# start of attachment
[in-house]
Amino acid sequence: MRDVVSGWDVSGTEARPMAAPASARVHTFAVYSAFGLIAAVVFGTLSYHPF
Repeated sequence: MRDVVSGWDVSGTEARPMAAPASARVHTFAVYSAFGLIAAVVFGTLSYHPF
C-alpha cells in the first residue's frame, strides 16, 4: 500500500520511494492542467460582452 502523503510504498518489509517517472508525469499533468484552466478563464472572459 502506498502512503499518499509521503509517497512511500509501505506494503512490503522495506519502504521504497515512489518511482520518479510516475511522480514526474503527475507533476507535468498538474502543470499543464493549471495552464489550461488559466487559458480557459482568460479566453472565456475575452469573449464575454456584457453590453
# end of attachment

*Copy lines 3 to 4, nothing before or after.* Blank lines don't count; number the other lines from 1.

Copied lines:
Repeated sequence: MRDVVSGWDVSGTEARPMAAPASARVHTFAVYSAFGLIAAVVFGTLSYHPF
C-alpha cells in the first residue's frame, strides 16, 4: 500500500520511494492542467460582452 502523503510504498518489509517517472508525469499533468484552466478563464472572459 502506498502512503499518499509521503509517497512511500509501505506494503512490503522495506519502504521504497515512489518511482520518479510516475511522480514526474503527475507533476507535468498538474502543470499543464493549471495552464489550461488559466487559458480557459482568460479566453472565456475575452469573449464575454456584457453590453